Next time you’re in the mood for a cocktail, but there’s no lemons or limes in
the fridge, don’t panic. There’s a mystery ingredient tucked away in your
cupboard which might just save the day, though you’d never have thought of
using it – vinegar.
Cocktails using vinegar have become all the rage in recent years, ever since
bartenders in New York started to experiment with the tangy stuff. Chelsea
bar Barts recently introduced a whole menu of cocktails inspired by the
condiment, while at Aqua Shard, the Devonshire Cream Cup is laced with a
homemade tarragon balsamic vinegar.
Cocktails expert Tony Conigliaro says vinegar has become a favourite
ingredient among mixologists partly because it’s a perfect replacement for
citrus, the traditional sour or acidic component of cocktails. But its
robust flavour also allows the creation of complicated drinks with a “unique
“Looking at different forms of acidity in drinks can open up many doors for
flavour exploration,” explains Tony. “There's been a shift away from sweet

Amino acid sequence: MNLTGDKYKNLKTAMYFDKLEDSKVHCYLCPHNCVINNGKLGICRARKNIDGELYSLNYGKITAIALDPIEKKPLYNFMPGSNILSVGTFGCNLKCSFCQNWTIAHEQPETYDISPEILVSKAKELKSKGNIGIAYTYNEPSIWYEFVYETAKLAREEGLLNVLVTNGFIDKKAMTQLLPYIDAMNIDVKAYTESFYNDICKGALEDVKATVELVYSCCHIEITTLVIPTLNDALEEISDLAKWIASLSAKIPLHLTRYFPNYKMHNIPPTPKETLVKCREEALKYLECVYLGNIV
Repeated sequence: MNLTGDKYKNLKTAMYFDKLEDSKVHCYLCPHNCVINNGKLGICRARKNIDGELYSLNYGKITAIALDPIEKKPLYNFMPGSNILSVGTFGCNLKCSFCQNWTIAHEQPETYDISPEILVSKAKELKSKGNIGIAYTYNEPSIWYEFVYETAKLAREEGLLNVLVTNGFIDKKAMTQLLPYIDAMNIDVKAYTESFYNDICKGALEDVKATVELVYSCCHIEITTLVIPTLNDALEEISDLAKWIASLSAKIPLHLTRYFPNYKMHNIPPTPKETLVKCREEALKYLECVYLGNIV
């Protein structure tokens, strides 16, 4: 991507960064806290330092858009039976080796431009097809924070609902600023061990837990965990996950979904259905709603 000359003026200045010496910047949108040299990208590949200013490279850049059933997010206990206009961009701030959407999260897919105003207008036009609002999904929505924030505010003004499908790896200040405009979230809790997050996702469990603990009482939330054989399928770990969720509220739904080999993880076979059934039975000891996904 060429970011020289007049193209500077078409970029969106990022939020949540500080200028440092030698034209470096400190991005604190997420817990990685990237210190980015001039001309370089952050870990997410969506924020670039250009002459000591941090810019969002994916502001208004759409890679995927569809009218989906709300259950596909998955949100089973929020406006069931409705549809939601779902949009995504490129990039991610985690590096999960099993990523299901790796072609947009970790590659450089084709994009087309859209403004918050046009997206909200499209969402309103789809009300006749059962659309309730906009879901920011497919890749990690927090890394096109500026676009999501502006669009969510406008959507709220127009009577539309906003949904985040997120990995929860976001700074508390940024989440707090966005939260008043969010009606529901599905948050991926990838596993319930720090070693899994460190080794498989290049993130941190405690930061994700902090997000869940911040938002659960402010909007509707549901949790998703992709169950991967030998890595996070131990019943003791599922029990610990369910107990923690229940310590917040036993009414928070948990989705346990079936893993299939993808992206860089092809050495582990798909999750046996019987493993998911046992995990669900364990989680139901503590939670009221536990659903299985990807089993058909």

cocktails towards more savoury, umami-rich flavours. The acidity of vinegar
cuts through anything sweet, and helps develop this.”
Although it might seem novel and exciting, using vinegar in drinks actually
dates back hundreds of years. In the 17th and 18th centuries, the liquid was
often used to preserve fruits, and sweetened vinegar-based fruit syrups,
known as shrubs, are often often bartenders’ preferred way of using vinegar
today (putting “shrub” rather than “vinegar” on the menu also has the
welcome effect of not scaring away punters).
At Kings Cross restaurant and bar The Grain Store, a very unusual type of
vinegar features in the cocktail Rose Vinus Lupus – verjus, a popular
ingredient in the medieval kitchen and the favourite vinegar of Conigliaro,
who created the menu. Made from unripe grapes or crab apples, verjus died
out when lemons and limes began to be imported from abroad, but has recently
had something of a renaissance. It's easily available online, or, if you’re
feeling brave, you
can even make it at home.
Balanced with white wine and fragrant rose, the cocktail is a refreshing, yet
far from cloying, drink – ideal for a day in the garden when the sun finally
Rose Vinus Lupus recipe
A simplified version of the Grain Store cocktail.
15ml rose syrup
75ml Gewurtraminer white wine
Combine the syrup, verjus and wine in a wine glass filled with ice, gently
stir to combine and serve.